There are two established routes to make your research publications Open Access (OA): the Gold Route and the Green Route.
An author uploads a copy of the Author’s Accepted Manuscript (or earlier version) to an OA repository, such as ORO. The Author's Accepted Manuscript is the version that has gone through the peer review process but has not been copy edited or typeset by the publisher
The paper becomes freely available at point of deposit to the repository or after a publisher's embargo period (usually 6-24 months)
Green Open Access is the process of making a version of a research publication freely available to read online, often with less in the way of copyright and licensing restrictions than traditionally published material. Green open access usually happens via a repository, which is a type of online archive dedicated to the purpose.
Repositories can be run by institutions, such as universities.
An example of an institutional repository is ORO run by The OU.
Repositories can also be run by subject communities, for example by groups of philosophers, or scientists, or economists.
Items are made green open access in addition to being published “traditionally”. So, for example, a researcher could have an article published in a journal run by a commercial publisher and make a version of the same article green open access.
The version of the full text that publishers will allow to be made green Open Access can vary but is generally not the final published version.
Typically, it is the Author's Accepted Manuscript, which is the version after peer review but before copy editing and typesetting by the publisher.
Most commercial publishers enforce an embargo period, this is a minimum amount of time that has to elapse before the full text can made available via green open access. This can be 12 months, 24 months or some other period defined by the publisher. Publishers enforce embargo periods in order to try and balance the growing desire for open access with the viability of their business. They argue that if all research were freely available instantly via repositories then nobody would pay journal subscriptions, pay download charges or buy books.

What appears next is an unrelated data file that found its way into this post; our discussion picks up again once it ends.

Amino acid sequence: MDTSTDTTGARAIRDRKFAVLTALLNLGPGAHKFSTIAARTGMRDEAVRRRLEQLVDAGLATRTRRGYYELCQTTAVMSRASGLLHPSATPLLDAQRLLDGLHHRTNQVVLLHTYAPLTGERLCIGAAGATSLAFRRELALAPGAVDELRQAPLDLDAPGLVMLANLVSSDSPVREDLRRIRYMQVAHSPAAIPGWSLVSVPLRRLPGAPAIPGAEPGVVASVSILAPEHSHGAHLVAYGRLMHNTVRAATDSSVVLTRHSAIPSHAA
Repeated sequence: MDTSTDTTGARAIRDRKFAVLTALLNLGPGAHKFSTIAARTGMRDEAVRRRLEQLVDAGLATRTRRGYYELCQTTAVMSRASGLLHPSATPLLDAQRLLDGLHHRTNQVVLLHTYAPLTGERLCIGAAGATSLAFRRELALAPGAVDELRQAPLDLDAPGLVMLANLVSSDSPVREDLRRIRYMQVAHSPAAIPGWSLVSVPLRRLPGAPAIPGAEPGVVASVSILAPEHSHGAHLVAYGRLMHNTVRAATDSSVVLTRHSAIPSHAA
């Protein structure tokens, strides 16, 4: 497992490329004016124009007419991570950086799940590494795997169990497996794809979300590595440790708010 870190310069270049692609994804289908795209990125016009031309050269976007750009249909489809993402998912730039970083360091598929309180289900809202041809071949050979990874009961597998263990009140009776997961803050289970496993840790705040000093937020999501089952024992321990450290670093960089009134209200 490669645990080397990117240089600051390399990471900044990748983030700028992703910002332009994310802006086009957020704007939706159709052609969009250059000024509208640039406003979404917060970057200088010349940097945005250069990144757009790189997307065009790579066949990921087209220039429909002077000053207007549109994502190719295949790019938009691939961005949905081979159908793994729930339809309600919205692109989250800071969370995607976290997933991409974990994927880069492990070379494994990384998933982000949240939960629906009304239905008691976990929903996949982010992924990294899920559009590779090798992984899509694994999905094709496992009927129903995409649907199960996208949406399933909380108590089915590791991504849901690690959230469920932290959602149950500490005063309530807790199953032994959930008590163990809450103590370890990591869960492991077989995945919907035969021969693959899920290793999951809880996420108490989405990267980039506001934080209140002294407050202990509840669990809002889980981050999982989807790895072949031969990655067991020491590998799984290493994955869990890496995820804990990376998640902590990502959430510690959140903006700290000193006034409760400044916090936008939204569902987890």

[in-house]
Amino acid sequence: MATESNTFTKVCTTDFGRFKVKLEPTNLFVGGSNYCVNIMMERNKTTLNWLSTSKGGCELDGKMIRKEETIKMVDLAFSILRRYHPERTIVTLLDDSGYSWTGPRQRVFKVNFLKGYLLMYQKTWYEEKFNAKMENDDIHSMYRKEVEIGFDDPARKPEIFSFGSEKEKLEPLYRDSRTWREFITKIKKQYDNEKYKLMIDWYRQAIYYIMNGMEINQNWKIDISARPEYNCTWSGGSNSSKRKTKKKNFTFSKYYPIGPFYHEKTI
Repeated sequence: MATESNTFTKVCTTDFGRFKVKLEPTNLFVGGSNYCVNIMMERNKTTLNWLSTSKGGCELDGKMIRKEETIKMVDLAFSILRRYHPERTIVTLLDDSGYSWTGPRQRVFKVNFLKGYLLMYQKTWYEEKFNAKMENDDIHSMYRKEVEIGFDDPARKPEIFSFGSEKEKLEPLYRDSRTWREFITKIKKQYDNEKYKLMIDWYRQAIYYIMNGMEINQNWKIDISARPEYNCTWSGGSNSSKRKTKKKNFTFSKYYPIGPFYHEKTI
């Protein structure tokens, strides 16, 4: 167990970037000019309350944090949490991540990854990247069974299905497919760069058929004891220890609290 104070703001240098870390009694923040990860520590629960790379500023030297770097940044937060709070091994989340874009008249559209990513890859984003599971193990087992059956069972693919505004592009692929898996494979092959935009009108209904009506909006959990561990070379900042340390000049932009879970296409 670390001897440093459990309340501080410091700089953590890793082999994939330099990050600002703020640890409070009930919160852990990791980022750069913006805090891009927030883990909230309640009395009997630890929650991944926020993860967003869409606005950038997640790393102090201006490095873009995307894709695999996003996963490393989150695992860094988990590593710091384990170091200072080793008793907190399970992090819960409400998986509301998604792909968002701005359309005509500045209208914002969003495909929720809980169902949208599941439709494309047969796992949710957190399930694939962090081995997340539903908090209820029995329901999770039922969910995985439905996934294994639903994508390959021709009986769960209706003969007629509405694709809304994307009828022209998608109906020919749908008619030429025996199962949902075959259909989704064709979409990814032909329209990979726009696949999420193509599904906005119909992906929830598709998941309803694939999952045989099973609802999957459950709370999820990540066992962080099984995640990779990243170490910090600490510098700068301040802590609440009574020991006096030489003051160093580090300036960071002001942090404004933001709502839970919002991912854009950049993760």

Different publishers have different policies around green open access, so check with your publisher to see which version of your publication they will let you make available and what other conditions they apply.
For more information contact email@example.com
Thanks for watching.
Gold OA includes papers in traditional (hybrid) journals where the authors choose Gold, and fully (pure) OA journals (e.g. BioMed Central, PLOS).
This podcast explains Gold OA publishing.
Gold open access is where the final published version of a research publication is made free to read immediately on the publisher's website, often with less in the way of copyright and licensing restrictions than traditionally published material.
Let’s take journal articles as an example.
Journal articles can be made available via journals that only publish gold open access. These are sometimes called pure gold open access journals. Alternatively, they can be made available in journals that have a mixture of gold open access content and content that readers have to pay for. These are known as hybrid journals. So how does gold open access work financially?
Often it is via Article Processing Charges (or APCs). These are fees paid by the author to ensure the article is free to the reader.
Some pure gold journals don’t charge APCs but some do. All hybrid journals charge APCs.
APCs can cost hundreds or, more often, thousands of pounds. Pure gold journals that don’t charge APCs may be funded by Membership fees, endowments, institutional subsidies or volunteerism; and the sustainability of these journals may be questionable.
Funders may expect you to publish articles Open Access, and you may be able to factor APC costs into your bid. Alternatively, APCs may be paid by block grants, such as the one established by UKRI (formerly RCUK) for research they fund.
A condition of using money from funders to pay APCs may be the application of a certain licence to the article, for example a Creative Commons CC-BY license
Less progress has been made making books Open Access. The Crossick Report states "It is very clear that extending open access to books is not easy. From licensing and copyright to business models and quality, the issues that must be tackled are thorny and numerous".
Nevertheless traditional publishers and new Open Access publishers are publishing monographs, typically charging between 4,000 and 12,000 pounds.
For more information please contact firstname.lastname@example.org.
Thanks for watching.